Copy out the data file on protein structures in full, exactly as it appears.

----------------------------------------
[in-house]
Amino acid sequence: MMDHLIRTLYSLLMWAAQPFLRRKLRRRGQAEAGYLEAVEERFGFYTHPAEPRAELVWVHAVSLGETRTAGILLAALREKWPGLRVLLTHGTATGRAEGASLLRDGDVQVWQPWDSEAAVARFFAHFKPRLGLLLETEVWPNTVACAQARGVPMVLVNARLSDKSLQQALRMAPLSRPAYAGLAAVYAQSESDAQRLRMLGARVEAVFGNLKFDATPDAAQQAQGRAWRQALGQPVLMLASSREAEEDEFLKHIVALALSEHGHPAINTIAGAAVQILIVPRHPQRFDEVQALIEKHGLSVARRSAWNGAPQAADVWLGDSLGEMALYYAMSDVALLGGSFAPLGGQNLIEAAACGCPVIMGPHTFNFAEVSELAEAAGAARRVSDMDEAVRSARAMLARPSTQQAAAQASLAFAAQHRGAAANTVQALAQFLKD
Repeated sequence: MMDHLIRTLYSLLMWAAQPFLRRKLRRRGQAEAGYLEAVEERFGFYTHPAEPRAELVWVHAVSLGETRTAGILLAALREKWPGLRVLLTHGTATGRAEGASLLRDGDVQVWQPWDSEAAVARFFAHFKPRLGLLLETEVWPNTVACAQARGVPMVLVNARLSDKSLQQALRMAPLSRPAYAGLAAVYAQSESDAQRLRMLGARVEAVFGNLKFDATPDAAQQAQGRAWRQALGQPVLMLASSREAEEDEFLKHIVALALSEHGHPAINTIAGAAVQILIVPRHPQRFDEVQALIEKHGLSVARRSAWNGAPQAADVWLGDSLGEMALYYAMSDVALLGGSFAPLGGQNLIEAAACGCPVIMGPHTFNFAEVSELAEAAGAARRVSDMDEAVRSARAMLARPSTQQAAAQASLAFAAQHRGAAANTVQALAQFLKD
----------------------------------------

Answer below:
[in-house]
Amino acid sequence: MMDHLIRTLYSLLMWAAQPFLRRKLRRRGQAEAGYLEAVEERFGFYTHPAEPRAELVWVHAVSLGETRTAGILLAALREKWPGLRVLLTHGTATGRAEGASLLRDGDVQVWQPWDSEAAVARFFAHFKPRLGLLLETEVWPNTVACAQARGVPMVLVNARLSDKSLQQALRMAPLSRPAYAGLAAVYAQSESDAQRLRMLGARVEAVFGNLKFDATPDAAQQAQGRAWRQALGQPVLMLASSREAEEDEFLKHIVALALSEHGHPAINTIAGAAVQILIVPRHPQRFDEVQALIEKHGLSVARRSAWNGAPQAADVWLGDSLGEMALYYAMSDVALLGGSFAPLGGQNLIEAAACGCPVIMGPHTFNFAEVSELAEAAGAARRVSDMDEAVRSARAMLARPSTQQAAAQASLAFAAQHRGAAANTVQALAQFLKD
Repeated sequence: MMDHLIRTLYSLLMWAAQPFLRRKLRRRGQAEAGYLEAVEERFGFYTHPAEPRAELVWVHAVSLGETRTAGILLAALREKWPGLRVLLTHGTATGRAEGASLLRDGDVQVWQPWDSEAAVARFFAHFKPRLGLLLETEVWPNTVACAQARGVPMVLVNARLSDKSLQQALRMAPLSRPAYAGLAAVYAQSESDAQRLRMLGARVEAVFGNLKFDATPDAAQQAQGRAWRQALGQPVLMLASSREAEEDEFLKHIVALALSEHGHPAINTIAGAAVQILIVPRHPQRFDEVQALIEKHGLSVARRSAWNGAPQAADVWLGDSLGEMALYYAMSDVALLGGSFAPLGGQNLIEAAACGCPVIMGPHTFNFAEVSELAEAAGAARRVSDMDEAVRSARAMLARPSTQQAAAQASLAFAAQHRGAAANTVQALAQFLKD